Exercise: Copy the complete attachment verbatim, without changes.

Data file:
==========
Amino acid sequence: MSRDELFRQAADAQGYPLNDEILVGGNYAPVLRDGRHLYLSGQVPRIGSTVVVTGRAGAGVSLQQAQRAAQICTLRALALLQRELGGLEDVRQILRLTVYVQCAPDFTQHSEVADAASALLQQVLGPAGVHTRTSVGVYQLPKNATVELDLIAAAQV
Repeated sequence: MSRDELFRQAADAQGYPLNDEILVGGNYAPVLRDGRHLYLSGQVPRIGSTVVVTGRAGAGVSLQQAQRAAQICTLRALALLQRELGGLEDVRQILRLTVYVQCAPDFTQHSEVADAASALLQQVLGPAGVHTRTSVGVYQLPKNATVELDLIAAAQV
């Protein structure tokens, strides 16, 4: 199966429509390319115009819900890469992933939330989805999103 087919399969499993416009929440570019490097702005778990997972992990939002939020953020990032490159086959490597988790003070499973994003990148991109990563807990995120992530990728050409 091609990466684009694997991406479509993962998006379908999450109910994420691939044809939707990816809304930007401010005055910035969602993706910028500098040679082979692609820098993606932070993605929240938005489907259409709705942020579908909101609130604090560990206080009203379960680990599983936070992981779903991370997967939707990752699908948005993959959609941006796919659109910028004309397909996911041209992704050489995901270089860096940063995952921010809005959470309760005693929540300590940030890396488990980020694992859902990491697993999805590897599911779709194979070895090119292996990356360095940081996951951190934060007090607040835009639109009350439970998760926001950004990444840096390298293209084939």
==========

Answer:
Amino acid sequence: MSRDELFRQAADAQGYPLNDEILVGGNYAPVLRDGRHLYLSGQVPRIGSTVVVTGRAGAGVSLQQAQRAAQICTLRALALLQRELGGLEDVRQILRLTVYVQCAPDFTQHSEVADAASALLQQVLGPAGVHTRTSVGVYQLPKNATVELDLIAAAQV
Repeated sequence: MSRDELFRQAADAQGYPLNDEILVGGNYAPVLRDGRHLYLSGQVPRIGSTVVVTGRAGAGVSLQQAQRAAQICTLRALALLQRELGGLEDVRQILRLTVYVQCAPDFTQHSEVADAASALLQQVLGPAGVHTRTSVGVYQLPKNATVELDLIAAAQV
């Protein structure tokens, strides 16, 4: 199966429509390319115009819900890469992933939330989805999103 087919399969499993416009929440570019490097702005778990997972992990939002939020953020990032490159086959490597988790003070499973994003990148991109990563807990995120992530990728050409 091609990466684009694997991406479509993962998006379908999450109910994420691939044809939707990816809304930007401010005055910035969602993706910028500098040679082979692609820098993606932070993605929240938005489907259409709705942020579908909101609130604090560990206080009203379960680990599983936070992981779903991370997967939707990752699908948005993959959609941006796919659109910028004309397909996911041209992704050489995901270089860096940063995952921010809005959470309760005693929540300590940030890396488990980020694992859902990491697993999805590897599911779709194979070895090119292996990356360095940081996951951190934060007090607040835009639109009350439970998760926001950004990444840096390298293209084939």